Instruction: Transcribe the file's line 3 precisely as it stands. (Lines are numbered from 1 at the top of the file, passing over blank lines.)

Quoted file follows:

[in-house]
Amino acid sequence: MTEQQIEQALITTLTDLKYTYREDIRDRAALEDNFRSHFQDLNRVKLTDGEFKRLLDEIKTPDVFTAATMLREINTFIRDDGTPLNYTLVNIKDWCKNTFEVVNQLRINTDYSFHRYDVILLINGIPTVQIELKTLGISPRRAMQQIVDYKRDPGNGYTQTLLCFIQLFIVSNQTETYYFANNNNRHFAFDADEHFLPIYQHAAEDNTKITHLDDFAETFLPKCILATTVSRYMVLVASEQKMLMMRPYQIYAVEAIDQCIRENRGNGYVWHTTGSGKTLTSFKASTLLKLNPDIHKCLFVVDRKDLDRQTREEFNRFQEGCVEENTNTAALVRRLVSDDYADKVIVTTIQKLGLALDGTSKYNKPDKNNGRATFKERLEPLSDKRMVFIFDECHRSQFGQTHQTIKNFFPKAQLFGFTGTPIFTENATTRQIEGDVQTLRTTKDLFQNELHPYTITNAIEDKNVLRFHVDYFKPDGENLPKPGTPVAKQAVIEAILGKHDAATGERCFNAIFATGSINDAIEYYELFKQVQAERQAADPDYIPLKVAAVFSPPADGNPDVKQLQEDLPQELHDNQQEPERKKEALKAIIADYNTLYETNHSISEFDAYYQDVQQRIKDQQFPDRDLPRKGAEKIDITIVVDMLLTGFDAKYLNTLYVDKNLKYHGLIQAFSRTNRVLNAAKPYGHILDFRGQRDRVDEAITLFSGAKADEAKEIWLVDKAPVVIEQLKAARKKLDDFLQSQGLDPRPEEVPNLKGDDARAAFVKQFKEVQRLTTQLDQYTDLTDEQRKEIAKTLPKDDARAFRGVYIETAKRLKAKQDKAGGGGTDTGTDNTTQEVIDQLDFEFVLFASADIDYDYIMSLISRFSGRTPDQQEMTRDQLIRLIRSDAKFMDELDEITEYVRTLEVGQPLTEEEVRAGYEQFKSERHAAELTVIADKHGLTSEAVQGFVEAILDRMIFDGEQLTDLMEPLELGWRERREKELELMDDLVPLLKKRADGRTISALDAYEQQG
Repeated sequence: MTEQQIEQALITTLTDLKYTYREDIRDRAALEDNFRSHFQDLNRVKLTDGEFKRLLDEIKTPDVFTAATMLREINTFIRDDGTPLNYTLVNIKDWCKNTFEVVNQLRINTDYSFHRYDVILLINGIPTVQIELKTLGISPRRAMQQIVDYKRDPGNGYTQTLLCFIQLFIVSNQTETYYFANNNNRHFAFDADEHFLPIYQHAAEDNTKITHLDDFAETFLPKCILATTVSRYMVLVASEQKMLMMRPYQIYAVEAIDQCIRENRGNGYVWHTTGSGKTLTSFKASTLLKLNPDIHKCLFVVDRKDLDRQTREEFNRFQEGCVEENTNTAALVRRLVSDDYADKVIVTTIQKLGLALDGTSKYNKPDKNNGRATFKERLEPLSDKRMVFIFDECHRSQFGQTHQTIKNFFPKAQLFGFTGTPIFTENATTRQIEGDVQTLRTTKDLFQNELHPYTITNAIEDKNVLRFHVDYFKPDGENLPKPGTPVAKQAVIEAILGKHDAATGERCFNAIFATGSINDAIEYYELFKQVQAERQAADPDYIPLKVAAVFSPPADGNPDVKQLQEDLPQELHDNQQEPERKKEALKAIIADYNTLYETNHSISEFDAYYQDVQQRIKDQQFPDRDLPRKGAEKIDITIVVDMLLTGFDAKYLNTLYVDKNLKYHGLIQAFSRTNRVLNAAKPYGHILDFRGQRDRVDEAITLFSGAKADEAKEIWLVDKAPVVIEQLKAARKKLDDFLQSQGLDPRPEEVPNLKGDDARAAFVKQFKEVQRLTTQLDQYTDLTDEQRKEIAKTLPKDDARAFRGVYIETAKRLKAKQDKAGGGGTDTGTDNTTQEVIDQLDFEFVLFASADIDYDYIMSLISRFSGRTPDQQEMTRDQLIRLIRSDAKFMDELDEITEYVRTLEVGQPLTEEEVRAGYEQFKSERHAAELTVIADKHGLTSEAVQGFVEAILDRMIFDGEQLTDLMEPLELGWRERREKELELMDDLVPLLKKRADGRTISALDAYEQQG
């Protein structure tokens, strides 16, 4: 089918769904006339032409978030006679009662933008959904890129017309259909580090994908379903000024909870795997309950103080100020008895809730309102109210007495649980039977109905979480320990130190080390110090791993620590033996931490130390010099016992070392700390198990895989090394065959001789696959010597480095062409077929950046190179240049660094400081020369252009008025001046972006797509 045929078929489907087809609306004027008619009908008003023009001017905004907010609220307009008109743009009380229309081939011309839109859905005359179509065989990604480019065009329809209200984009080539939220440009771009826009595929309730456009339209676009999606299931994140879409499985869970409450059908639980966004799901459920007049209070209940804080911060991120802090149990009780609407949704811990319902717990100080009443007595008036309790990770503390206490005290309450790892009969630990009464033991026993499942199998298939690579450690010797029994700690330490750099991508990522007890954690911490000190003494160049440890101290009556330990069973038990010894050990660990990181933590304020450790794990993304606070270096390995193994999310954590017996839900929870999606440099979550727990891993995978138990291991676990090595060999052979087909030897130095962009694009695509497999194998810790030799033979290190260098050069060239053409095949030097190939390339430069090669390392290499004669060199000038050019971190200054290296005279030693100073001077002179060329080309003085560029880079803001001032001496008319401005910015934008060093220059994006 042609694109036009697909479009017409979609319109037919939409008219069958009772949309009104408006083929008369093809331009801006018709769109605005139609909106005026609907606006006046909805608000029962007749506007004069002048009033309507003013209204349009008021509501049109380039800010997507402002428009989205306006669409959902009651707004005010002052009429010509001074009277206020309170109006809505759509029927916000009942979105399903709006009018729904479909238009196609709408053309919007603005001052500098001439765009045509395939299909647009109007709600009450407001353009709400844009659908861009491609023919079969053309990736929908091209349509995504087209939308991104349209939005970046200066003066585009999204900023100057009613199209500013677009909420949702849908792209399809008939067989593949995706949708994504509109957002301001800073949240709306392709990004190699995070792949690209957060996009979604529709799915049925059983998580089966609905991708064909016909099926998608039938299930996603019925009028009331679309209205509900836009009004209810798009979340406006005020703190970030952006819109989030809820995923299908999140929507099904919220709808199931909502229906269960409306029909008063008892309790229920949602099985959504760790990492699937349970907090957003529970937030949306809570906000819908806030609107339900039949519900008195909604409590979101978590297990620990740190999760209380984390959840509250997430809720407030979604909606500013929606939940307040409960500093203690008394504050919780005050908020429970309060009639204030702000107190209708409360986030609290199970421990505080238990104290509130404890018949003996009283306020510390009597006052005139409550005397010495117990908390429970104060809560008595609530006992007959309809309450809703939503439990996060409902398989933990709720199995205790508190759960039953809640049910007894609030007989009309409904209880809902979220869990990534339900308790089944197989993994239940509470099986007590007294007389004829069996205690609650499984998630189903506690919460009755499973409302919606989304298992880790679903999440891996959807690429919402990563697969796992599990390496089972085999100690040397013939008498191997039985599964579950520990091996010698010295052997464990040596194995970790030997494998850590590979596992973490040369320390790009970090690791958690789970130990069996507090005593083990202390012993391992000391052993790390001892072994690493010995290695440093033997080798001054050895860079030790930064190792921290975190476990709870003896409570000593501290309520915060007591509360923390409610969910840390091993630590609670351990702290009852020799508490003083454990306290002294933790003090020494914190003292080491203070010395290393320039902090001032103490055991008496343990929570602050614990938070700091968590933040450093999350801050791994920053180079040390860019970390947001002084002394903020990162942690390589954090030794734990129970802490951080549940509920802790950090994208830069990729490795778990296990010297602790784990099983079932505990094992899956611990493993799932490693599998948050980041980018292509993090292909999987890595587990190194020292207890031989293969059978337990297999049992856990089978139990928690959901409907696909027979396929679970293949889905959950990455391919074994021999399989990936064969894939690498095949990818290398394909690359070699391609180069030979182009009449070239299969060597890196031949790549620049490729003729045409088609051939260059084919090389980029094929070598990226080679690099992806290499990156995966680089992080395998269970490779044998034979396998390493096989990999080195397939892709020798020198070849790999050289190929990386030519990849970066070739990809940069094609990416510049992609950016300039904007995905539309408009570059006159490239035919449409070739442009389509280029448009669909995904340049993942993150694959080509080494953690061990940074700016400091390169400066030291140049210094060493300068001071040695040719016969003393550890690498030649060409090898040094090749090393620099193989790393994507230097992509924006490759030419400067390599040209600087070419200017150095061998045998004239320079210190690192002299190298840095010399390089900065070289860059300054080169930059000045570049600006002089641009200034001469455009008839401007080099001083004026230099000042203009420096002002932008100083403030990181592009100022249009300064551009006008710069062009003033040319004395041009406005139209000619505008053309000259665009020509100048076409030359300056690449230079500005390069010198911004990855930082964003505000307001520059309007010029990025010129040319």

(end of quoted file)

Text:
Repeated sequence: MTEQQIEQALITTLTDLKYTYREDIRDRAALEDNFRSHFQDLNRVKLTDGEFKRLLDEIKTPDVFTAATMLREINTFIRDDGTPLNYTLVNIKDWCKNTFEVVNQLRINTDYSFHRYDVILLINGIPTVQIELKTLGISPRRAMQQIVDYKRDPGNGYTQTLLCFIQLFIVSNQTETYYFANNNNRHFAFDADEHFLPIYQHAAEDNTKITHLDDFAETFLPKCILATTVSRYMVLVASEQKMLMMRPYQIYAVEAIDQCIRENRGNGYVWHTTGSGKTLTSFKASTLLKLNPDIHKCLFVVDRKDLDRQTREEFNRFQEGCVEENTNTAALVRRLVSDDYADKVIVTTIQKLGLALDGTSKYNKPDKNNGRATFKERLEPLSDKRMVFIFDECHRSQFGQTHQTIKNFFPKAQLFGFTGTPIFTENATTRQIEGDVQTLRTTKDLFQNELHPYTITNAIEDKNVLRFHVDYFKPDGENLPKPGTPVAKQAVIEAILGKHDAATGERCFNAIFATGSINDAIEYYELFKQVQAERQAADPDYIPLKVAAVFSPPADGNPDVKQLQEDLPQELHDNQQEPERKKEALKAIIADYNTLYETNHSISEFDAYYQDVQQRIKDQQFPDRDLPRKGAEKIDITIVVDMLLTGFDAKYLNTLYVDKNLKYHGLIQAFSRTNRVLNAAKPYGHILDFRGQRDRVDEAITLFSGAKADEAKEIWLVDKAPVVIEQLKAARKKLDDFLQSQGLDPRPEEVPNLKGDDARAAFVKQFKEVQRLTTQLDQYTDLTDEQRKEIAKTLPKDDARAFRGVYIETAKRLKAKQDKAGGGGTDTGTDNTTQEVIDQLDFEFVLFASADIDYDYIMSLISRFSGRTPDQQEMTRDQLIRLIRSDAKFMDELDEITEYVRTLEVGQPLTEEEVRAGYEQFKSERHAAELTVIADKHGLTSEAVQGFVEAILDRMIFDGEQLTDLMEPLELGWRERREKELELMDDLVPLLKKRADGRTISALDAYEQQG